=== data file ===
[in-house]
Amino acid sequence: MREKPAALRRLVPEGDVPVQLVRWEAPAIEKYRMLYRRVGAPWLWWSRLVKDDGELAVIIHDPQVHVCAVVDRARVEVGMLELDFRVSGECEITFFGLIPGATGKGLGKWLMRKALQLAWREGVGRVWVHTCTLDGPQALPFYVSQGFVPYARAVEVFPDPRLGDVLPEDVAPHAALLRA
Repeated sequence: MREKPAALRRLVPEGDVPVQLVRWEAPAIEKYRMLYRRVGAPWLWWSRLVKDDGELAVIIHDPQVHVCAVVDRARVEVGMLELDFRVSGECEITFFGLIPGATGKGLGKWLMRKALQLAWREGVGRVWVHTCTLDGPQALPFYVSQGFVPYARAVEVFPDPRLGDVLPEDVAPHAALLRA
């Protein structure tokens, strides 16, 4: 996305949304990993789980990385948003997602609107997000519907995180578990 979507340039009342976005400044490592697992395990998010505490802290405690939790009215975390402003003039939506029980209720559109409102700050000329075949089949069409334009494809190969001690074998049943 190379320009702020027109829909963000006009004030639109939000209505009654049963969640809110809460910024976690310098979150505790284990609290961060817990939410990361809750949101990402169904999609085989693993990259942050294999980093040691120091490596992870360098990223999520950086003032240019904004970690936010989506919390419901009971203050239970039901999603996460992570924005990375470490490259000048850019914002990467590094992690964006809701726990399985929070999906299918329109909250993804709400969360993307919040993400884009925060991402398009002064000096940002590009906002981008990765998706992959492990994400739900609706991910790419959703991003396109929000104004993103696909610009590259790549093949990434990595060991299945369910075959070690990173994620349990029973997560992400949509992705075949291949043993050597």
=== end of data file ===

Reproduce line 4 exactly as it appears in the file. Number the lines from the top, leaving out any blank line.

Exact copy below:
């Protein structure tokens, strides 16, 4: 996305949304990993789980990385948003997602609107997000519907995180578990 979507340039009342976005400044490592697992395990998010505490802290405690939790009215975390402003003039939506029980209720559109409102700050000329075949089949069409334009494809190969001690074998049943 190379320009702020027109829909963000006009004030639109939000209505009654049963969640809110809460910024976690310098979150505790284990609290961060817990939410990361809750949101990402169904999609085989693993990259942050294999980093040691120091490596992870360098990223999520950086003032240019904004970690936010989506919390419901009971203050239970039901999603996460992570924005990375470490490259000048850019914002990467590094992690964006809701726990399985929070999906299918329109909250993804709400969360993307919040993400884009925060991402398009002064000096940002590009906002981008990765998706992959492990994400739900609706991910790419959703991003396109929000104004993103696909610009590259790549093949990434990595060991299945369910075959070690990173994620349990029973997560992400949509992705075949291949043993050597």